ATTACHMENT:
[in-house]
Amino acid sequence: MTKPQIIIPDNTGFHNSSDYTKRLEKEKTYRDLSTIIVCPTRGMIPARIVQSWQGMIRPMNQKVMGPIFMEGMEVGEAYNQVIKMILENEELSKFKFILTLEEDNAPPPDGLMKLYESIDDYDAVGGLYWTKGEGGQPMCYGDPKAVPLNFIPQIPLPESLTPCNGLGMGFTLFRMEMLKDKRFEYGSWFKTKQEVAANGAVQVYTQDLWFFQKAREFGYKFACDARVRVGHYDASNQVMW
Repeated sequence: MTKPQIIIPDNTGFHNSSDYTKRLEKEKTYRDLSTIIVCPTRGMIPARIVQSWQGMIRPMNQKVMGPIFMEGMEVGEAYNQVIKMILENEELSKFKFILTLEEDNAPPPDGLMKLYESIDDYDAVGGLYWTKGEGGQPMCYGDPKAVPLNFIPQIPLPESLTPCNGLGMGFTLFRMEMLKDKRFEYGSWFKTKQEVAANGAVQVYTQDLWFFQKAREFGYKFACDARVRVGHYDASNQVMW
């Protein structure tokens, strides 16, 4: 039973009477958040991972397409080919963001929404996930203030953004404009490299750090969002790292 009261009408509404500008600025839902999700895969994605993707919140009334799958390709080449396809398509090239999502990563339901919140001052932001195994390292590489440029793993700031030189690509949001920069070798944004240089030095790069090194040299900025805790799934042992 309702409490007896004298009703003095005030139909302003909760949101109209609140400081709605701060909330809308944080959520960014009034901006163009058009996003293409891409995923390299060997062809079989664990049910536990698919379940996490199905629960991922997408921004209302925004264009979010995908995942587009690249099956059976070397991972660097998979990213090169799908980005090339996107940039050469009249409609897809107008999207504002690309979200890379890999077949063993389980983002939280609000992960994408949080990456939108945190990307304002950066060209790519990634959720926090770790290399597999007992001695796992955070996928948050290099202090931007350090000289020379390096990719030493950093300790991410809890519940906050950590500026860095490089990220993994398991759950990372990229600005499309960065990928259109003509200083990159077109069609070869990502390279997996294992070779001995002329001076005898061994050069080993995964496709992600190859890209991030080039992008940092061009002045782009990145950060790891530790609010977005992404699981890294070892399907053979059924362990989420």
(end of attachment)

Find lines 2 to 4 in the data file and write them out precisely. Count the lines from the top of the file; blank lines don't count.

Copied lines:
Amino acid sequence: MTKPQIIIPDNTGFHNSSDYTKRLEKEKTYRDLSTIIVCPTRGMIPARIVQSWQGMIRPMNQKVMGPIFMEGMEVGEAYNQVIKMILENEELSKFKFILTLEEDNAPPPDGLMKLYESIDDYDAVGGLYWTKGEGGQPMCYGDPKAVPLNFIPQIPLPESLTPCNGLGMGFTLFRMEMLKDKRFEYGSWFKTKQEVAANGAVQVYTQDLWFFQKAREFGYKFACDARVRVGHYDASNQVMW
Repeated sequence: MTKPQIIIPDNTGFHNSSDYTKRLEKEKTYRDLSTIIVCPTRGMIPARIVQSWQGMIRPMNQKVMGPIFMEGMEVGEAYNQVIKMILENEELSKFKFILTLEEDNAPPPDGLMKLYESIDDYDAVGGLYWTKGEGGQPMCYGDPKAVPLNFIPQIPLPESLTPCNGLGMGFTLFRMEMLKDKRFEYGSWFKTKQEVAANGAVQVYTQDLWFFQKAREFGYKFACDARVRVGHYDASNQVMW
């Protein structure tokens, strides 16, 4: 039973009477958040991972397409080919963001929404996930203030953004404009490299750090969002790292 009261009408509404500008600025839902999700895969994605993707919140009334799958390709080449396809398509090239999502990563339901919140001052932001195994390292590489440029793993700031030189690509949001920069070798944004240089030095790069090194040299900025805790799934042992 309702409490007896004298009703003095005030139909302003909760949101109209609140400081709605701060909330809308944080959520960014009034901006163009058009996003293409891409995923390299060997062809079989664990049910536990698919379940996490199905629960991922997408921004209302925004264009979010995908995942587009690249099956059976070397991972660097998979990213090169799908980005090339996107940039050469009249409609897809107008999207504002690309979200890379890999077949063993389980983002939280609000992960994408949080990456939108945190990307304002950066060209790519990634959720926090770790290399597999007992001695796992955070996928948050290099202090931007350090000289020379390096990719030493950093300790991410809890519940906050950590500026860095490089990220993994398991759950990372990229600005499309960065990928259109003509200083990159077109069609070869990502390279997996294992070779001995002329001076005898061994050069080993995964496709992600190859890209991030080039992008940092061009002045782009990145950060790891530790609010977005992404699981890294070892399907053979059924362990989420």